Culture and Society in the English-Speaking World
- Developing knowledge and building critical understandings of language, culture, and communication in the Englishspeaking world;
- analyzing and interpreting texts from a variety of contexts such as politics, human rights, environmental sustainability, history, religions, amongst others;
- developing an awareness of contemporary issues in English-speaking societies within a globalized world;
- building on a hermeneutic notion of understanding;
- acknowledging cultures as highly complex entities, subject to continuous change, and redefined by concrete people in specific contexts;
- identifying processes of communication, based on the continuous negotiation of meanings in specific contexts of interaction.
Ana Alexandra Gonçalves de Veloso e Matos
Weekly - 3
Total - 280
- - Adichie, C. N. (2015). We Should All Be Feminists. London: Harper Collins
- - Coe, J. (2019). Middle England. London: Penguin
- - Hirsch, A. (2019). Brit(ish): On Race, Identity and Belonging. London: Vintage
- - O’Gorman, D. & Robert Eaglestone (2019). The Routledge Companion to Twenty-first Century Literary Fiction. London & NY: Routledge
- - Roy, A. (1997). The God of Small Things. London: Flamingo
- - Said, E. (1993). Culture and Imperialism. London: Vintage
- - Shukla, N. (ed) (2016) The Good Immigrant. London: Unbound
- - Shukla, N.& C. Suleyman (eds) (2019). The Good Immigrant USA: 26 Writers Reflect on America. London: Dialogue Books
- - Smith, Z. (2019) Feel Free: Essays. London: Penguin
The course will combine theoretical and practical classes, including presentation, demonstration, practical exercises, group discussion and reflection on the topics studied. Classes will favour the practical implementation of theory, interaction and students’ active participation both individually and in a group.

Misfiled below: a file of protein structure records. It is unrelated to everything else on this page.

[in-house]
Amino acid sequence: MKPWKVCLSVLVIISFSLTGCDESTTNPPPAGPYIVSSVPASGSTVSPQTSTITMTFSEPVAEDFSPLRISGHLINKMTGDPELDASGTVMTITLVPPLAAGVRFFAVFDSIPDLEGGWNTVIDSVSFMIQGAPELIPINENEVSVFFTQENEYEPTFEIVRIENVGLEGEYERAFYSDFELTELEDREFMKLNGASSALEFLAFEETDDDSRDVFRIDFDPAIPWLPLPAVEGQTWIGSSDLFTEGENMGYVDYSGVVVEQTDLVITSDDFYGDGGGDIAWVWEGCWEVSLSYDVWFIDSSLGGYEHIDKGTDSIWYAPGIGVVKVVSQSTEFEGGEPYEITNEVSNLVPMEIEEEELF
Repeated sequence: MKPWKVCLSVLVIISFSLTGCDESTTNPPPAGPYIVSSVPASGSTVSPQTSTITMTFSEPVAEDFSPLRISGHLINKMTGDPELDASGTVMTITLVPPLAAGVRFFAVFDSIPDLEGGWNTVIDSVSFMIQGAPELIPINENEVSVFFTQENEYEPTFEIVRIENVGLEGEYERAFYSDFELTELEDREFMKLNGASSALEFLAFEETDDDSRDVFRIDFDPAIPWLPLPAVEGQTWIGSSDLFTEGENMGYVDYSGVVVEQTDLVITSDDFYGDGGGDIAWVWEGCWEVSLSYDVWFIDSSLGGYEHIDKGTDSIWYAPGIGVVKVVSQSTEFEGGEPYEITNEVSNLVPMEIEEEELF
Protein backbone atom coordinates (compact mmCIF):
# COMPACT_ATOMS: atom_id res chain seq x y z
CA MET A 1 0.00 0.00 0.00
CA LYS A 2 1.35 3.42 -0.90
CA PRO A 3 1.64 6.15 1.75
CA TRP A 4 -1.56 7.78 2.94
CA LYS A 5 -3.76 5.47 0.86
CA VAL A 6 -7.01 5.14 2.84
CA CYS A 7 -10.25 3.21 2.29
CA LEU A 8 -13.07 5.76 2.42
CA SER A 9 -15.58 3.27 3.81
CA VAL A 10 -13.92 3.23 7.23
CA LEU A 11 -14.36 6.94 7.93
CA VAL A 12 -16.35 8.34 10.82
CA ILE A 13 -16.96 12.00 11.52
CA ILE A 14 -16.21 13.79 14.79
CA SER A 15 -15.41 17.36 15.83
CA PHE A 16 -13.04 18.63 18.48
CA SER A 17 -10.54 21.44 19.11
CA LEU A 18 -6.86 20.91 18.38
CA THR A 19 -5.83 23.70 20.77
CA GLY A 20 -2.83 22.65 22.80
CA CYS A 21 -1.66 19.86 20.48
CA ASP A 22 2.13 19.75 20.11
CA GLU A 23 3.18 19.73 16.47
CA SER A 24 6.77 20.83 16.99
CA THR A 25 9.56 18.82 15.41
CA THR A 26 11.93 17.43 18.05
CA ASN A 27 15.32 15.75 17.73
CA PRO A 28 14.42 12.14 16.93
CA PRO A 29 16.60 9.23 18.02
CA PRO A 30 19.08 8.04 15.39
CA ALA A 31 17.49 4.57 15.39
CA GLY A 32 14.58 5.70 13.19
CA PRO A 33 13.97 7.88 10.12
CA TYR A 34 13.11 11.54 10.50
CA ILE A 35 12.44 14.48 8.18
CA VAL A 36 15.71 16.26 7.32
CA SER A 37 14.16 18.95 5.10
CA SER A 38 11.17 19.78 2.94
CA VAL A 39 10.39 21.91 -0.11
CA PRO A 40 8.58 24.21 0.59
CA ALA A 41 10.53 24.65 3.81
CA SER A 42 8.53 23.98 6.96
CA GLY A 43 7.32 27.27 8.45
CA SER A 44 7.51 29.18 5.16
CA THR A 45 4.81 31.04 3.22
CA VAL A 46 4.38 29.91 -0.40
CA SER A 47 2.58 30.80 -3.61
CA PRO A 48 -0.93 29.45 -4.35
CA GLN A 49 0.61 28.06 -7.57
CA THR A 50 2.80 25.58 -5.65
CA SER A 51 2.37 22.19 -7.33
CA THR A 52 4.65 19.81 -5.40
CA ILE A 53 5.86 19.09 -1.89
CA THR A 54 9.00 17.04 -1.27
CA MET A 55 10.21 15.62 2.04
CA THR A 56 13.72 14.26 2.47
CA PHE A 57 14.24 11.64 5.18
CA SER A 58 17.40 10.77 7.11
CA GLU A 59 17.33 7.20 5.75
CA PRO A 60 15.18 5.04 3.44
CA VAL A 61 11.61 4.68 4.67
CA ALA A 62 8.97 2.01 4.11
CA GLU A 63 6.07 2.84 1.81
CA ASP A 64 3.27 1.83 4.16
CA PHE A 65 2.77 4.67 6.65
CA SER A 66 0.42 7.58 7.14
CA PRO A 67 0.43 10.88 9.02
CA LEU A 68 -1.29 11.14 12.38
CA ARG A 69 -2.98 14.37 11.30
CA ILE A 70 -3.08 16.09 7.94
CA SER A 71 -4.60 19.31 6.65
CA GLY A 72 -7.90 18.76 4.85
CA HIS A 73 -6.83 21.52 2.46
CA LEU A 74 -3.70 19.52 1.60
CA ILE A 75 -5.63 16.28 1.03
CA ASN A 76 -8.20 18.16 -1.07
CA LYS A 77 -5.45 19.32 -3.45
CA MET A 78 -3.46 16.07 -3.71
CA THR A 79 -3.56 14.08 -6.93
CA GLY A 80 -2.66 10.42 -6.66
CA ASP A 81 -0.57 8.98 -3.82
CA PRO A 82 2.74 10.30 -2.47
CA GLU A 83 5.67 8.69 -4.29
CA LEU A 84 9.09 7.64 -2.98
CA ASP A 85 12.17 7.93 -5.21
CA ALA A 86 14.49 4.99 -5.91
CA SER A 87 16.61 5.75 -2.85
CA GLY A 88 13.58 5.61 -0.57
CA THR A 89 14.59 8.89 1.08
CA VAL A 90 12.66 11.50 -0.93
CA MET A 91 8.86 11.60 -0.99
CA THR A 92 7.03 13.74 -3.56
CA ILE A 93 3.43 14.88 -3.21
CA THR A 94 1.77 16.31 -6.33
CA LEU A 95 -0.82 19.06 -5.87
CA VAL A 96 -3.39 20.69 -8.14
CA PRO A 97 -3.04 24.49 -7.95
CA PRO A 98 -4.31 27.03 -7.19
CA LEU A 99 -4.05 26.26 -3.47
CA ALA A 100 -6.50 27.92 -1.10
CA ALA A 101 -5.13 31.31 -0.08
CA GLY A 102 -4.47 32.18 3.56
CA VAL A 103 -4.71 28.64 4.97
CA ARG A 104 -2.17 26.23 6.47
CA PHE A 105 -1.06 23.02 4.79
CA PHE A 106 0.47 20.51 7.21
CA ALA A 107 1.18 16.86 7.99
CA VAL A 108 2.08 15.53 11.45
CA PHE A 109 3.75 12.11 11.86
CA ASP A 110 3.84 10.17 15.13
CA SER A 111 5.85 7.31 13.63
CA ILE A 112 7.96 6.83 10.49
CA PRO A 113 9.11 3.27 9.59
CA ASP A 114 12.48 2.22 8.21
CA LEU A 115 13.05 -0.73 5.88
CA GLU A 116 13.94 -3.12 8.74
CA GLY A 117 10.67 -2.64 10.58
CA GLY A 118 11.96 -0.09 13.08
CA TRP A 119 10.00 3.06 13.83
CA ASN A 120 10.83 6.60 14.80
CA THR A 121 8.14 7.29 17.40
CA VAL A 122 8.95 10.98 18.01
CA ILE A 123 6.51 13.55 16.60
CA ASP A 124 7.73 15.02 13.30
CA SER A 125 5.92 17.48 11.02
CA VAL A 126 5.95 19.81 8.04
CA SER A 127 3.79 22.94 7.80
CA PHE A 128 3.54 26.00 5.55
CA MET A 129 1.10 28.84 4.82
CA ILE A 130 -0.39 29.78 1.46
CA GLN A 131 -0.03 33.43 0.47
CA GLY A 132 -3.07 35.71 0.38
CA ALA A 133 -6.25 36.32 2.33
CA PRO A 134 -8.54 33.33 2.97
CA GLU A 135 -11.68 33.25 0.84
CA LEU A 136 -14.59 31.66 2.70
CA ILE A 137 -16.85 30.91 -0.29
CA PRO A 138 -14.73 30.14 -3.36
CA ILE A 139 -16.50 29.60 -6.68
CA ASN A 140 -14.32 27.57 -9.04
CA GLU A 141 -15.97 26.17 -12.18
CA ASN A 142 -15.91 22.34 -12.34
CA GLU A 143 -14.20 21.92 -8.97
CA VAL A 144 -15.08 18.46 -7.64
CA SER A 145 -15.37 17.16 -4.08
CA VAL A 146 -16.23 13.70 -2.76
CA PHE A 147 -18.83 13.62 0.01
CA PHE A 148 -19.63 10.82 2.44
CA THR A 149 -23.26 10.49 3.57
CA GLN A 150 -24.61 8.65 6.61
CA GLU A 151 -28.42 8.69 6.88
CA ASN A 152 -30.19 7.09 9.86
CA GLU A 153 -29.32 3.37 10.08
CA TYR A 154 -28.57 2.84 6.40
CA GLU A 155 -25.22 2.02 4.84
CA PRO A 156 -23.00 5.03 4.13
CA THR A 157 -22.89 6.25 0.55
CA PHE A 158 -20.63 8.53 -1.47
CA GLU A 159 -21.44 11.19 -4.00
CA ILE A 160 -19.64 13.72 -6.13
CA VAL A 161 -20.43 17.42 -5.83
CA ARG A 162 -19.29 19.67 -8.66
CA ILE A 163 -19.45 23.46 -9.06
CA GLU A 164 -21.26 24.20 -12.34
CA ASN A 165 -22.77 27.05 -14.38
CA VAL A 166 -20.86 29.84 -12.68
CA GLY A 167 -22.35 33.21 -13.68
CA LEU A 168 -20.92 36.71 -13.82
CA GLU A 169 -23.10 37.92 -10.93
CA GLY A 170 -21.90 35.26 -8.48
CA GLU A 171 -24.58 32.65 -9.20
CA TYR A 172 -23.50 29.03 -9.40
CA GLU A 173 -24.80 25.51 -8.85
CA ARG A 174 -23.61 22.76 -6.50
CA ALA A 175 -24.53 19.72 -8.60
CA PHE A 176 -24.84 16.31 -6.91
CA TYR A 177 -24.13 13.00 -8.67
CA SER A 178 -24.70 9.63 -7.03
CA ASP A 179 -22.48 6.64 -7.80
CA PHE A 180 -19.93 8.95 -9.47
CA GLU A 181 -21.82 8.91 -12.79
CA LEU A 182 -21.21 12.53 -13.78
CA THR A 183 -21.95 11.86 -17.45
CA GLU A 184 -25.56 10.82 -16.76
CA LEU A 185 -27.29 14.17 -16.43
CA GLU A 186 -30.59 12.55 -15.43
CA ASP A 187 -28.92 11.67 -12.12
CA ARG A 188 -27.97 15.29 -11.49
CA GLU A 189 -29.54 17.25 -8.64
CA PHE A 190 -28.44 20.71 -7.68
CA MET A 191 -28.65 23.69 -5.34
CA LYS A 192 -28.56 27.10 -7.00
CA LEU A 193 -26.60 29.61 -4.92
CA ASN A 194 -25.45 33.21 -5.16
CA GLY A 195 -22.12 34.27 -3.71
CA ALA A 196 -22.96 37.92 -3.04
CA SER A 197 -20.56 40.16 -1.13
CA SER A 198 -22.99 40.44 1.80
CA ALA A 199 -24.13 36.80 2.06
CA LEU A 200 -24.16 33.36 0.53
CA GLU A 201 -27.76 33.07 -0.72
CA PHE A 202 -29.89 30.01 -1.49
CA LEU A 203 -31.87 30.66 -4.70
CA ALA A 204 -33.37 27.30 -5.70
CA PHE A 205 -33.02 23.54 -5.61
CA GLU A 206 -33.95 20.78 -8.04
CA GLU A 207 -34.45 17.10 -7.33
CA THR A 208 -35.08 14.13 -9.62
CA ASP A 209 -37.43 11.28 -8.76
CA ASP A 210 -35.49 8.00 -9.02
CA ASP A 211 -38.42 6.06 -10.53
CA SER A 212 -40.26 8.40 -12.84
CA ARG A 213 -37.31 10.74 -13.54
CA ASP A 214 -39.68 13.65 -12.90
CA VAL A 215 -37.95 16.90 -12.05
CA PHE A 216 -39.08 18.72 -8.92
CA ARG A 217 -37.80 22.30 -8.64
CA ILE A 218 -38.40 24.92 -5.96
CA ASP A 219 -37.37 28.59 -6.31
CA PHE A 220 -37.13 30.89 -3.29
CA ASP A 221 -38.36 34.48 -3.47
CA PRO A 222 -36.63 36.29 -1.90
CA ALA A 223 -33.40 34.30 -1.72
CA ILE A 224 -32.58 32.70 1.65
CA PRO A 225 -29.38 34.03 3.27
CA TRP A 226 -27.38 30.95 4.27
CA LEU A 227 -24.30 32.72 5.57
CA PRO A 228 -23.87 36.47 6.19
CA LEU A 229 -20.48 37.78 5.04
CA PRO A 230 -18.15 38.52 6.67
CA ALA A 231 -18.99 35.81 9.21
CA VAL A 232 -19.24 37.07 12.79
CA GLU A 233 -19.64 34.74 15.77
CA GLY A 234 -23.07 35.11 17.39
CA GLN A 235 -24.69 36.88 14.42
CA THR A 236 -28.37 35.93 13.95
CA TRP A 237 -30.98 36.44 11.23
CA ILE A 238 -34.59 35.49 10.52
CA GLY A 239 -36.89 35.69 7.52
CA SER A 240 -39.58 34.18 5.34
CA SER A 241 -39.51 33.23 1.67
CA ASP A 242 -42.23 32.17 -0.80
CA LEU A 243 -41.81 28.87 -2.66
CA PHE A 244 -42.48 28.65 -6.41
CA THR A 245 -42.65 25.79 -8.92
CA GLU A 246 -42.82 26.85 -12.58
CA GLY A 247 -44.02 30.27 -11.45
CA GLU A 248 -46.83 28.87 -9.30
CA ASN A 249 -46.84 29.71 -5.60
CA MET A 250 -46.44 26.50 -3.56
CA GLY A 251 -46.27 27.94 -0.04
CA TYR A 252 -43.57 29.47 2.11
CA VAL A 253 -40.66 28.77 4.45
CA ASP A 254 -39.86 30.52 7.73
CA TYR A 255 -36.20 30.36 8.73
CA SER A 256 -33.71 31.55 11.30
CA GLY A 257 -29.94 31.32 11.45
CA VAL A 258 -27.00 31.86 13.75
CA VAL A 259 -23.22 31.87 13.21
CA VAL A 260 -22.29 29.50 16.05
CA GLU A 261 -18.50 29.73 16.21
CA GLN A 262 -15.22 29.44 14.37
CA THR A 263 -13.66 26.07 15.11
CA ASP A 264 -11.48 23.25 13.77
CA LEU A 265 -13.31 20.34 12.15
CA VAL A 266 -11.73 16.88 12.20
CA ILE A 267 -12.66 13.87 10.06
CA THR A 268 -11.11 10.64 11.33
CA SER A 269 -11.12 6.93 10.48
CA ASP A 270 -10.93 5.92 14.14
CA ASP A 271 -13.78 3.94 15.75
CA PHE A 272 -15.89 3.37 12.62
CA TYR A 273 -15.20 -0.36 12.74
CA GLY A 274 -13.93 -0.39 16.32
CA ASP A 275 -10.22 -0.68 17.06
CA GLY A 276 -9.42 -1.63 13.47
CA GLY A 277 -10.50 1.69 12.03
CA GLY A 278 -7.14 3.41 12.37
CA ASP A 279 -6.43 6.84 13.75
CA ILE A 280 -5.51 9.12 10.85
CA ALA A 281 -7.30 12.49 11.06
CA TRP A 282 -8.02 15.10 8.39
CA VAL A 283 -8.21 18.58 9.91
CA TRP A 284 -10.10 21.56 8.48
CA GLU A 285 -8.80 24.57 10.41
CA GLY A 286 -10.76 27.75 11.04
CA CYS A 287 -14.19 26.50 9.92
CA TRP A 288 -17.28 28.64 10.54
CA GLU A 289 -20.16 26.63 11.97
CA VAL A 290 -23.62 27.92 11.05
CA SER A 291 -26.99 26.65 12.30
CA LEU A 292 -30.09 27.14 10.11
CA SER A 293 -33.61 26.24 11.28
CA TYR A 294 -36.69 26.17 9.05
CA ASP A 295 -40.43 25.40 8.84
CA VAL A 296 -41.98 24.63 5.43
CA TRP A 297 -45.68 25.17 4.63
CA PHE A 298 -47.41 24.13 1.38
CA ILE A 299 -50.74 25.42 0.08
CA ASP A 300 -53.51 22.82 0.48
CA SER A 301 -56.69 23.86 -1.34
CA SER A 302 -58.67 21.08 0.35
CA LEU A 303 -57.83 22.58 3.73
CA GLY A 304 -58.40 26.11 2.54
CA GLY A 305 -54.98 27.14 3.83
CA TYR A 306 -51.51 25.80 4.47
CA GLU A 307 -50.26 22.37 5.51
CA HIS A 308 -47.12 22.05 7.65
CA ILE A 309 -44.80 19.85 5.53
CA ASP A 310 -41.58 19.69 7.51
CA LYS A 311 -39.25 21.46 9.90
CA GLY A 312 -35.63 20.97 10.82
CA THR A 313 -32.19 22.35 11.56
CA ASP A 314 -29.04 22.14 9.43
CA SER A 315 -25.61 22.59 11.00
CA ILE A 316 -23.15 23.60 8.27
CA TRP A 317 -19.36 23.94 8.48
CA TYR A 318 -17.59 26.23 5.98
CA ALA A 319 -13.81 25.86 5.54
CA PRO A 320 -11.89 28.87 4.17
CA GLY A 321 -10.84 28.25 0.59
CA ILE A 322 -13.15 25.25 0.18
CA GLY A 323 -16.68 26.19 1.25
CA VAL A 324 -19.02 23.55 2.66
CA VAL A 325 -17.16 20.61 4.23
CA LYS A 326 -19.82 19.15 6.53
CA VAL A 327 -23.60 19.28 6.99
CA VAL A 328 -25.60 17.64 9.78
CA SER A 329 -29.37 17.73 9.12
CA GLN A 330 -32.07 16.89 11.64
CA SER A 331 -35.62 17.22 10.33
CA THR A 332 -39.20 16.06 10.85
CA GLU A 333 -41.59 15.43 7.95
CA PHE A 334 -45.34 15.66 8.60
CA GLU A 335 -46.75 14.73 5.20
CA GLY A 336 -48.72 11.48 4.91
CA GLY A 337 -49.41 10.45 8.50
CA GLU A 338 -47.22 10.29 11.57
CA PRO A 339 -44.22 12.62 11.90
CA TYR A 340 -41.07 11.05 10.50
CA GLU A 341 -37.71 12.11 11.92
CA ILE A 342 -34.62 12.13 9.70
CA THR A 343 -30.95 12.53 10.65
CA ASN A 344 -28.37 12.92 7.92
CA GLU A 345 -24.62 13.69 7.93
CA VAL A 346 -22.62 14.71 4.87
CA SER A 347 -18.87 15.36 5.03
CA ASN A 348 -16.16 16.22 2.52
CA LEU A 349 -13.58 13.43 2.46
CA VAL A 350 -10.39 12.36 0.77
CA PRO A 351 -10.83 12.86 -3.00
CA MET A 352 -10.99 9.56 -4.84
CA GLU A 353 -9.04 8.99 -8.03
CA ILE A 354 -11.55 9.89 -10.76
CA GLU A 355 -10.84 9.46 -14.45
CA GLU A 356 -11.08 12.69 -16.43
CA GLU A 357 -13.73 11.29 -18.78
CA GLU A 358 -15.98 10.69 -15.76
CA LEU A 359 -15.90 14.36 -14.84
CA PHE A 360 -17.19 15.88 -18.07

Continuous assessment - A written test in class(40%), Regular and pertinent contribution during classes will be subject to assessment, students will carry out theoretical and practice assignments throughout the semester(60%)
Within the context of a contemporary, humanist and democratic education, this seminar explores what it means to be a language educator, a mediator of foreign cultures and of media representations of cultures and societies.
1. Literacy as socially-situated practice;
2. (Multi)literacy and critical cultural literacy:
2.1. Texts, representation and discourse (literary texts; media (news) sources; institutional reports; documentaries; podcasts...)
2.2. Visual culture (images, symbols, graphs, diagrams, artefacts, and other visual symbols).
3. The social and cultural impact of English as an international language
3.1. The ownership of English by non-native speakers
4. Contemporary issues
4.1. Identities; Englishness; Britishness;
4.2. The good immigrant? Immigrant and refugee experiences and voices in multicultural societies: the case of the UK and the USA;
4.3. Brexit and Trumpism;
4.4. Popular film and TV;
4.5 The (social) media & fake news;
4.6. Environmental sustainability.